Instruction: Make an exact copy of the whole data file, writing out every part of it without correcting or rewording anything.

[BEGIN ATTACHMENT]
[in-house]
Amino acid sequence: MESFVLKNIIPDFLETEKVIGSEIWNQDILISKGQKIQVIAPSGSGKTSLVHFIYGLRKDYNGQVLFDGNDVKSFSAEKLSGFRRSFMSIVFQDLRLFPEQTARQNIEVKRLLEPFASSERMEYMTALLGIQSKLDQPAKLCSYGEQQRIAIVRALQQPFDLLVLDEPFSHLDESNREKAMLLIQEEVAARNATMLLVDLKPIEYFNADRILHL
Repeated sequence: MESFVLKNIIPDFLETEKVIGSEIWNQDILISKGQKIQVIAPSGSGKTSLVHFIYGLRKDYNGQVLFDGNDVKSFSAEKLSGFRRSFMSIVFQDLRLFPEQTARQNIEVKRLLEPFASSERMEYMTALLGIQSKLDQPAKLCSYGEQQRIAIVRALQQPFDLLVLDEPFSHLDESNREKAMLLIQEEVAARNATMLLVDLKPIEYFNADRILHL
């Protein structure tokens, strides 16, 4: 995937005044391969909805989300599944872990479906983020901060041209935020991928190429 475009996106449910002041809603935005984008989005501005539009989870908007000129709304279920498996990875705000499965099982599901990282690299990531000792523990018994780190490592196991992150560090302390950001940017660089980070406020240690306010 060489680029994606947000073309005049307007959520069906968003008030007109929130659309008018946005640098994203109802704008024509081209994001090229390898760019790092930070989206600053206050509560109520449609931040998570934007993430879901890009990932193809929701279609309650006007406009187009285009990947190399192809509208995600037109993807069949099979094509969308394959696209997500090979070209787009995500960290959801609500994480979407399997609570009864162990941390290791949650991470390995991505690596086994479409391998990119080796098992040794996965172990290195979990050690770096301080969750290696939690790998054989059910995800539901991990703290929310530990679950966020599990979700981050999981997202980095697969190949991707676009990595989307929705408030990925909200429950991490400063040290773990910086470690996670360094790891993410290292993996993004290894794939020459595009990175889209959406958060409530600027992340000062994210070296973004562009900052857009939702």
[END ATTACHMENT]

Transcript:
[in-house]
Amino acid sequence: MESFVLKNIIPDFLETEKVIGSEIWNQDILISKGQKIQVIAPSGSGKTSLVHFIYGLRKDYNGQVLFDGNDVKSFSAEKLSGFRRSFMSIVFQDLRLFPEQTARQNIEVKRLLEPFASSERMEYMTALLGIQSKLDQPAKLCSYGEQQRIAIVRALQQPFDLLVLDEPFSHLDESNREKAMLLIQEEVAARNATMLLVDLKPIEYFNADRILHL
Repeated sequence: MESFVLKNIIPDFLETEKVIGSEIWNQDILISKGQKIQVIAPSGSGKTSLVHFIYGLRKDYNGQVLFDGNDVKSFSAEKLSGFRRSFMSIVFQDLRLFPEQTARQNIEVKRLLEPFASSERMEYMTALLGIQSKLDQPAKLCSYGEQQRIAIVRALQQPFDLLVLDEPFSHLDESNREKAMLLIQEEVAARNATMLLVDLKPIEYFNADRILHL
């Protein structure tokens, strides 16, 4: 995937005044391969909805989300599944872990479906983020901060041209935020991928190429 475009996106449910002041809603935005984008989005501005539009989870908007000129709304279920498996990875705000499965099982599901990282690299990531000792523990018994780190490592196991992150560090302390950001940017660089980070406020240690306010 060489680029994606947000073309005049307007959520069906968003008030007109929130659309008018946005640098994203109802704008024509081209994001090229390898760019790092930070989206600053206050509560109520449609931040998570934007993430879901890009990932193809929701279609309650006007406009187009285009990947190399192809509208995600037109993807069949099979094509969308394959696209997500090979070209787009995500960290959801609500994480979407399997609570009864162990941390290791949650991470390995991505690596086994479409391998990119080796098992040794996965172990290195979990050690770096301080969750290696939690790998054989059910995800539901991990703290929310530990679950966020599990979700981050999981997202980095697969190949991707676009990595989307929705408030990925909200429950991490400063040290773990910086470690996670360094790891993410290292993996993004290894794939020459595009990175889209959406958060409530600027992340000062994210070296973004562009900052857009939702």